With the holiday season right around the corner, the alumni relations team was inspired to begin a series that features an alum who embodies one of the core values from our mission statement. In this issue, we’re featuring a 1980 graduate from Washington, D.C. whose life work truly represents what it means to be socially merciful.
Rev. Walter R. Green graduated from Mercyhurst in 1980 with a degree in history and has dedicated his life to working with the homeless by providing social services and shelter. When Rev. Green was a student at Mercyhurst, he traveled to Pennsylvania’s Appalachia in Clearfield County with Sr. Peg in campus ministry for three weeks where he first saw the effects of grinding poverty on a population. “I think that’s where the seed for social justice was sown for me” says Rev. Green. When he returned to Erie from his trip, Rev. Green says, “I was struck by the contrast of relative wealth and comfort just a few hours away from what I had just seen. Having worked with very poor people for quite a while, I’m still amazed that such poverty exists in a nation so wealthy.”
After graduating from Mercyhurst, Rev. Green spent a year working as painter with Mercyhurst’s maintenance department and then went to the seminary at Louisville Presbyterian Theological Seminary in Ky. where he became an ordained minister. In 1986, Rev. Green started working with the homeless and people at risk of homelessness. He worked in Chicago for almost six years where he provided outreach services to homeless people with mental illnesses and continued to do similar outreach work in DC for eight more years. Currently Green is working for Unity Health Care in Washington, D.C. at a medical clinic based in a shelter for men who are homeless. Working with the aid of the medical staff, Rev. Green provides social services including working with men with addictions, mental health issues, or have unemployment and housing issues. Rev. Green’s outreach work in Chicago and his current position with Unity Health Care truly represent what it means to be socially merciful in our world today. When asked what motivated him towards this kind of work, Rev. Green responded, “I’m not sure it was my decision! It’s something I feel called to do, it’s my vocation.”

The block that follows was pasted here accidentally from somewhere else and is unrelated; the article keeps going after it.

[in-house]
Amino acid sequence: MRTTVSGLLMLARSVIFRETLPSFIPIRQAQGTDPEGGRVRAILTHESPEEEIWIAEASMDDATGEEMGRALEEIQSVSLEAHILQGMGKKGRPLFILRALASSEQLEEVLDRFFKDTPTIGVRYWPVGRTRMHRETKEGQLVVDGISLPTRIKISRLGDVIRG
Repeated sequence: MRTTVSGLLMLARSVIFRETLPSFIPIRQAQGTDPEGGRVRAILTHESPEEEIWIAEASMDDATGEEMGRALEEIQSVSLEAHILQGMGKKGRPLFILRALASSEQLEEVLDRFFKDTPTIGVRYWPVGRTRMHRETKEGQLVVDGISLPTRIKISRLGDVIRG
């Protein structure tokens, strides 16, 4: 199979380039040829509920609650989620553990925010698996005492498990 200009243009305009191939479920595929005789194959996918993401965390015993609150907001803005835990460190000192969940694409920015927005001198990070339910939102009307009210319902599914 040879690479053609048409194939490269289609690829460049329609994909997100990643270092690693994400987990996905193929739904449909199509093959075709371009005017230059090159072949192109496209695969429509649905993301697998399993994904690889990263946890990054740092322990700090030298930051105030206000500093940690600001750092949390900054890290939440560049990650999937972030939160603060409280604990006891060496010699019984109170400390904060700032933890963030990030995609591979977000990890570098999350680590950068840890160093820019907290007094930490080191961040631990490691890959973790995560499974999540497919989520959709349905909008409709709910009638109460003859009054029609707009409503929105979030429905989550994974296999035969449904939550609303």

Rev. Green admits his work does not come without its challenges. Some of his most memorable moments are ones he wished he’d never seen, from feet gangrenous from untreated frostbite, people suffering from addictions, and seeing many people in physical, mental, and spiritual pain. Through all of the challenges Rev. Green has faced through his work, he is constantly motivated by the hard work of his colleagues and through their mutual support of one another. As a team they are able find the strength to keep reaching out to people. Rev. Green says, “I’ve learned you never know who is going to respond to treatment, who is going to find a way out of bad situation, maybe because I gave a little support or encouragement or challenged them in some way.”
Rev. Green continues to be inspired by the resilience of the human spirit and an underlying theme of hope that runs through every meeting and story he experiences daily whether with his colleagues or his clients. He says, “to be a part of someone’s life, however briefly, is an honor, a trust. I’ve had people I’ve worked with come back months or years later and tell me I made a difference in their lives. It doesn’t get much better than that!”
If you know an alum who lives out Mercyhurst College’s mission in their day to day life please contact us at email@example.com.